Mr. Hixon commehced work near the South
Carolina line, and has made a canal to pass the
falls at that place, abtout a mile and a quarter in
length. 1 he civil engineer for the state has not,
as yet, had an opportunity of examine this work ;
he will do so during the summer, and the direc
tors hope he will approve of the manner in which
tins work has been executed. 2.'
During' the last summer "the cnpieerg
amined the river from Wilkesborough to the
mouth of the Uhara j and . Rave, instructions to
Messrs. Martin and Thurman as to the execu
lion of the work for which they had contracted
These gentlemen have commenced their.work
in the county of ''Wilkes ; and it is intended to
improve the navigation of the jiver tln-ough thut
county from vydkesborough, and through Surry
to the head of the Bean Shoals by sluicing. II
t h e - p r seirt sc inn-1, h ttkl -be uToraUi fOirdt
wat , it-s-e-xped-tvat tnuclr 5lticMjr
doug hy these gentlemen before the" setting moi
cold weather; and also hj Messrs. UUon tnd
Jennings. ' .
Four instalment, of ten dollars each, upon
every share suWribed, have been. required bf,
the President Mid Directors to bo paid by the
subscribers to the capital stock of the company1.
Of these instalments, there have been paid, or
secured by bonds, as follows ,' .'
ut the hi instalment. D,5o .
Of the 2d do. : ' T.470
Of the 3d do. : 4,850
Of .the. 4th do.f '4,330 ;(L' :
' - .; r" ': ' ' S28,3:j
Of the SLTregate sum. to wit t ft 28,325, thcro
have been paid, , -r-,r Z"'i'J
I. let. purchase, of .bods Tor
lines of canal, he, ; . $792 iO
2. For continircnt charges' 529 44
"S.'To contractors 'Site'lCzil
4. To . Treasurer, fbrsalarft-
And there arc on hand ljorids to
the amount of A 2,828
In cash - - 463 69t
gC4 833 API
8 3,:i tvr " V
1 . ' ,
In order to facilitate the collection1 of instal
ments, bonds have been taken from sundry sub
scribers for the amount'due from themrand mans
of these bonds have been received by the contrae
tors as cash, and charged to thcro in their rcspeo
tive accounts. ,-
The President and Directors rejrrct that manr
of the subscribers have failed to make payment.
In r ebruary last, they advertised the sale of the
stock of delinquent subscribers, to be made at
Salisbury in April. Doubts were entertained
whether, under the charter of the company, sales .
of stock could legally be made elsewhere than in
the town of Halifax ; and in consequence thereof,
the sale advertised was postponed. It will be
necessary to make such a sale if subscribers any
r delay, pay menl. lhe contracts whieli
have been entered into cannot be fulfilled on the
part of the company, and the work must languish
to the great iujury of the public, as well as of tho
several contractors, unless payment be speedily
The President and Directors are of opinion,
from the best information they can obtain on the
subject, that if subscribers would be reasonably
diligent in paying their instalments, the river
could be improved for a commodious navigation,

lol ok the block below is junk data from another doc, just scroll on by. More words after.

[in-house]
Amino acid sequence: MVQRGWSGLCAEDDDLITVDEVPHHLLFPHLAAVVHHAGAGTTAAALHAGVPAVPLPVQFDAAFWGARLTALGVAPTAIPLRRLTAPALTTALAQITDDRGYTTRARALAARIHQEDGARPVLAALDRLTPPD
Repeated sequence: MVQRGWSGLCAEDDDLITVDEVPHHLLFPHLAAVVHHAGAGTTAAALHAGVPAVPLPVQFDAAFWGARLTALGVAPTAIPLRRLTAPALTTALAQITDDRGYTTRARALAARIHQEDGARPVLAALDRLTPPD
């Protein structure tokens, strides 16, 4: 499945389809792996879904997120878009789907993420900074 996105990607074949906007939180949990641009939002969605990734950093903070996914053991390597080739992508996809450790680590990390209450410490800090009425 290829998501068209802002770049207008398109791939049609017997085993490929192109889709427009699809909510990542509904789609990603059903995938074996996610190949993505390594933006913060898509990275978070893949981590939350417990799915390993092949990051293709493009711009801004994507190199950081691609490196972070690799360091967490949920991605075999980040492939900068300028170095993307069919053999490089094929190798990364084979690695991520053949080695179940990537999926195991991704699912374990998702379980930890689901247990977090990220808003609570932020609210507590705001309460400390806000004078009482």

by the end of next year, from Wilkesborough to
the mouth of Abbott's Creek, a distance of 15
miles ; and from the Gunsmith Shoals, near the
mouth of Uhara river, to the South Carolina line,'
a distance of sixty miles.
A. D. MURPHY, Pre,identt
Faancis Locke, T
Jessk A. Pearsox, I
William Johkstoh, Directors.
S ALES OF PUBLIC LANDS.
At, Delaware, in Ohio, in August and October
next, are to be sold forty five townships and
fractional townships; at Piqua, in Ohio, in
September next, thirty -three townships and frac- v -.j
lionul township's ; at Brook viller in Indiana, in
October next, 36 townships and fractional town-
ships ; at JefTcrsonville, in Indiana, in August " "i
next, 27 townships and fractional townships; at. ,
Ta re Haute, in Indiana, in September next, 43
. 111! ... .!
vine, in Illinois, in ucioncr next, aj townsnips
and fractional townships j at Jackson, in Missou-. irf i
ri, in September next, 35 townships and fractional
townships ; at Franklin, in Missouri, iiNov;em
ber, a large quantity of quaiter sections and frac
tions ; at Cahaba, in Alabama, in November next,
a considerable quantity of sections and fractions,
which were advertised, but not offered Jor sale,
in March, 1819. In all making about 350 town
ships ; each township is six miles square, and thet
whole amount in acres is about two millions.
(O' The person vho, through mistakcJook a SILK
UMBRELLA from the Theatre last ThiirsJav eveninsr.
and left a cotton one in its stead, Will oblige : tlW owner
by calling at this office and making an exchange.
To oatriMTi)iTrs4ffhri' isTcertTeitrxadihalT'
have a place in our next. Yrvm the ahumhince of mat
ter, in this day's paper, on the same suhject, he willpcr
ceivc tlie proprirty, as w ell as necessity, of waitiiijr a lit.
tie too much might produce surfeit. .
In AXtrvvttiv Cowvi otliquUy.
Alexatuler Loit, versus- Ijrwis Jlexirdt Jonathan Merrell
'Miiti J. Loci '
THE deppslt'ons of Thomas Tcdd, Thomas Hartley,
George AVilJis, sen. Samuel Sillamon, John Clements,
Nicholas Simpson John Travis,.and RJlH:.r,l,:dl Jbctaken,
on tlie twenty sixth and twenty -seventh tiays- of Juno.,
next.' at John Howard's tavern, in Saliaburv : and if not
all taken on that day, the depositions of the same wit
hesses, or of thrnn not taken, and others, wiittc taken
iat John Howard's tavern; in .Saliubjirj-j on, the twenty-
all tlien taken, the depositions ot the same witne-saes, or
of ? those not taken and others, - will brtaktn at John
Howard' tavern, in Salisbury, on the twenty-fifth and
twenty-sixth days of August next amt, Jf riot all then
taken, the depositions of the same witnesses, or of tlietn
not taken, and others will be taken at John Howard's
tavern, in SaliKbttry, on the twenty-sixth and tw'cntv-scv-
enth day of September next ; and, if not U then taken, - - :
the depos'tio-ns of die same witnes.scs, or of thcra not Ut
ken,' and otlierfv will hrtaken at John Howard's tas&n,4
in Sid'iiliHry, on the sixth ahd scveiUfi "day fcf 0c$sr' ' " 5
next. MTwh depoaifMn are iutctwert tftbVreaifakvV' AfZf--'
dence on the trial of this suit j! jid when and where vow . fy-1
nay d--a-Mt es
Liscrtcd by request of
MOSES A. LOt'KEf